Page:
We’ve all been there. Flipping through the television late at night, you stumble upon a host bursting with charisma. The faded video catches your eye, and you chuckle at how the narrator is somehow equally enthusiastic and exacerbated...and then the next thing you know, you’re plagued with self-doubt, wondering how you have ever bought a blanket without sleeves.
Yes, infomercials are cheesy. Yes, they use pushy, over-the-top tactics to exploit the human psyche. But they’ve been the cornerstone tactic of several billion dollar businesses. And they could represent close to 1% of the United States GDP.
So how are they so effective?
Infomercials rose to prominence in the 1980s, long before Clayton Christensen penned the Innovator’s Dilemma and introduced the Jobs-to-be-Done (JTBD) framework. But I believe that infomercials are so effective because they nail a core tenant of JTBD: the struggling moment. And if you take a deeper look, there’s a surprising amount software teams can learn from how they do it.
But for those who need a refresher: JTBD is all about a customer’s desire to make progress based on a situation she is currently in. “Jobs” aren’t about customers buying a product within a specific product category or for certain attributes of that product. It’s about what that customer is effectively “hiring” that product to accomplish.
For instance, here are some products I hire to do the job of killing boredom while I wait for the train:
Books, both physical and on my Kindle
Social apps like Twitter, Snapchat, and Instagram
News apps like NYT or Quartz
Notice that few of these are in the same category. Others may even hire crossword puzzles or cigarettes or phone calls to their family members to satisfy the same job.
At the core of JTBD is a problem and the enduring struggle that the problem brings about. Infomercials are widely appealing because they focus on everyday, persistent struggles that never seem to go away.
Focusing in on the Struggling Moment
The screen fades to black and white while a frustrated yet relatable protagonist fumbles as she tries to find the right tupperware lid or examines his still-stained clothes as he removes them from the washing machine.
No matter how hard the protagonist tries, there’s just something wrong with the way things are. The tupperware lid won’t fit, as the food is spilling over and getting cold. The stains won’t go away, despite the expensive detergent and fancy washing machine.
This is what JTBD practitioners call the struggling moment. Struggling moments are the real-world situations when business as usual fails, making customers wonder hmm I wonder if there’s a better solution for me.
They emphasize the “push” of a customer’s current situation. And every infomercial latches onto the struggling moment. They identify and amplify it. They turn commonplace annoyances into catastrophic problems that cost viewers more time, money, and inconvenience than previously imagined. With empathy and exaggeration, infomercials prime viewers to look for a better way forward.
Selling Progress, not Products
Once the struggling moment has been established, it’s much easier to position a product around the progress it will help the viewer achieve. Check out how these 3 products do it:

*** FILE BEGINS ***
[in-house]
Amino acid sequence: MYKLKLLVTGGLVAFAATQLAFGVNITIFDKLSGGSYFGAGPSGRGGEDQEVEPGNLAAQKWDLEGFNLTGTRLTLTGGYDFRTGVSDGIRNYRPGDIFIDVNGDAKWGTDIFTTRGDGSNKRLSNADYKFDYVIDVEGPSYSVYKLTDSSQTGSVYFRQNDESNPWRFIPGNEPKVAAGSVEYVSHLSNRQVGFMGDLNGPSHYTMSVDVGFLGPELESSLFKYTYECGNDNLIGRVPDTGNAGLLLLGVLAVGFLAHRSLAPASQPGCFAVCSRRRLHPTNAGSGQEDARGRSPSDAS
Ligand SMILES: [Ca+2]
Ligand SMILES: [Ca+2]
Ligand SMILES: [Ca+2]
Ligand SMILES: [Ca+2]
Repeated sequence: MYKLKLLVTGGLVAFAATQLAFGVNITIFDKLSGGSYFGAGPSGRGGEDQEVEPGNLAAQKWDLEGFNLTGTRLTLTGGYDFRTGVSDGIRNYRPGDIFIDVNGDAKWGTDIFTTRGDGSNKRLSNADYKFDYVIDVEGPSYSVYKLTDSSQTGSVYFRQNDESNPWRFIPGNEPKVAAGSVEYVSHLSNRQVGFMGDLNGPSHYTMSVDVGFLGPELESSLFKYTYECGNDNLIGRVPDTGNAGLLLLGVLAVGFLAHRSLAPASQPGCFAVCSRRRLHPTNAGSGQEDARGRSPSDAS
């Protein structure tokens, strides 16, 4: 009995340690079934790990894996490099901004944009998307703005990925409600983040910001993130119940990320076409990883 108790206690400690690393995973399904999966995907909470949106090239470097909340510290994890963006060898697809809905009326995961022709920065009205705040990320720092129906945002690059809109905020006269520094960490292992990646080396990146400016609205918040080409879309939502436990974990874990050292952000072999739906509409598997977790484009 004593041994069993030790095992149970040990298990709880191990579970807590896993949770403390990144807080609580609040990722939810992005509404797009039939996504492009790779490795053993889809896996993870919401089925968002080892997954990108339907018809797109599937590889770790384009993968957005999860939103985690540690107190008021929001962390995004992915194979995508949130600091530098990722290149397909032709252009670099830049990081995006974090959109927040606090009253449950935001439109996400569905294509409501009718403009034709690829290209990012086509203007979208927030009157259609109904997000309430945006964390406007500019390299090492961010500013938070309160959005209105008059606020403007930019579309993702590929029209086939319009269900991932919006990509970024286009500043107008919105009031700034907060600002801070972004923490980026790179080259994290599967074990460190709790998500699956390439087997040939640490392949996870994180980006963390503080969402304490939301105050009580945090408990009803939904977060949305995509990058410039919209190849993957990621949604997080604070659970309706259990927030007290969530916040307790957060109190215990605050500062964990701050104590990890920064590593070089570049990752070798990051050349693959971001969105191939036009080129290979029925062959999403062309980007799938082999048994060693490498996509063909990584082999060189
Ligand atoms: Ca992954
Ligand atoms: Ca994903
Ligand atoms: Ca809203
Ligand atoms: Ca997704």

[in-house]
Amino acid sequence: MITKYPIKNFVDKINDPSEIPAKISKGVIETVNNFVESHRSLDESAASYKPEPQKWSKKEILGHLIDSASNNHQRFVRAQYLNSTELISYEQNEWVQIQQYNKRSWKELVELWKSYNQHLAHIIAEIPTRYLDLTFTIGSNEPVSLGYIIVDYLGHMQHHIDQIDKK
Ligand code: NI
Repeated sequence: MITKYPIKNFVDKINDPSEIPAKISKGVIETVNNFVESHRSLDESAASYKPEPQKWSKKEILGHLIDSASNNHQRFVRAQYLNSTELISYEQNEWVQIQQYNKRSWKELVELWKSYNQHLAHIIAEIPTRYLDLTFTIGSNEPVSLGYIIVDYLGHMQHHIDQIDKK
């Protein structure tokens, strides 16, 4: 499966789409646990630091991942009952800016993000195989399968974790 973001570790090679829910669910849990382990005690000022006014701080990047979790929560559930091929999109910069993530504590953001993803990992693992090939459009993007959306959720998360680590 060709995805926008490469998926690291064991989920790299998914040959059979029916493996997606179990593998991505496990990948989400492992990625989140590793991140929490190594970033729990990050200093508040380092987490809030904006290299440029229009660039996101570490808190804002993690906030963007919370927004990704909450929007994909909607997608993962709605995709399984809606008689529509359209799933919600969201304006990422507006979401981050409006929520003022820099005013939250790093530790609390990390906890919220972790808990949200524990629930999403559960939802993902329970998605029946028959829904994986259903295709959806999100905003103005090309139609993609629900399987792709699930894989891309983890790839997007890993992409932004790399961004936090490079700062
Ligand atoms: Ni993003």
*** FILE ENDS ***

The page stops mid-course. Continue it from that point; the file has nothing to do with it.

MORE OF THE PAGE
Struggling moment: When I am groggy but working on a project that’s going to take me a few more hours today, and I’m worried that I’m not going to get out early enough to go to the gym.
Selling progress: 5-hour energy doesn’t pitch the ingredients or flavor of the drink itself. Rather, the commercial focuses exclusively on the improvement the drinker experienced: gains in focus and mood sustained over several hours.
Struggling moment: When I’m hanging out at home and it’s a little cold and I cannot get comfortable because I keep reaching for the remote, texting my friends, or grabbing a snack.
Selling progress: People don’t want a blanket with sleeves. But they want to stay warm while using their laptop. Or holding their pet. Or while eating and watching TV. The Snuggie commercial focuses on the advantage of being able to stay warm and mobile at once.
Ronco Showtime Rotisserie
Struggling moment: When I get home from a long day of work and my family is spending time together in the other room and I want to join them and veg out, but I am stuck in the kitchen cooking a recipe for the next hour.
Selling progress: “Set it and forget it” → this catchphrase doesn’t emphasize a perfect cooking temperature or rotation velocity of the device itself. Rather, it focuses on the improvement in the buyer’s life: the hours back that they don’t have to spend on cooking.
What Does This Means for Us in the Software Business?
You may be thinking that rotisserie ovens and energy drinks have nothing to do with software. And you’re mostly right.
But struggling moments aren’t only for mass-market consumer products. Every customer who switches to a new software product is hiring it to make progress based on a situation she faces. She, too, experienced a struggling moment.
And just like the infomercials do, software builders and marketers can use struggling moments to pinpoint pain, sell progress, and grow their businesses faster.
Perhaps nobody understands this better than the team behind Basecamp. The other day I saw this tweet from Basecamp CEO Jason Fried:
So I checked it out, and found something wildly different from your typical SaaS homepage:
Basecamp obviously understands their customers’ struggling moment. And they use it as the perfect anchor to sell the progress their product promises to help someone achieve.
The result is bigger, more empathetic messaging than “better project management software” or talking about features ever could be. This is something we want to improve about how we talk about and market Appcues. But we’re just scratching the surface.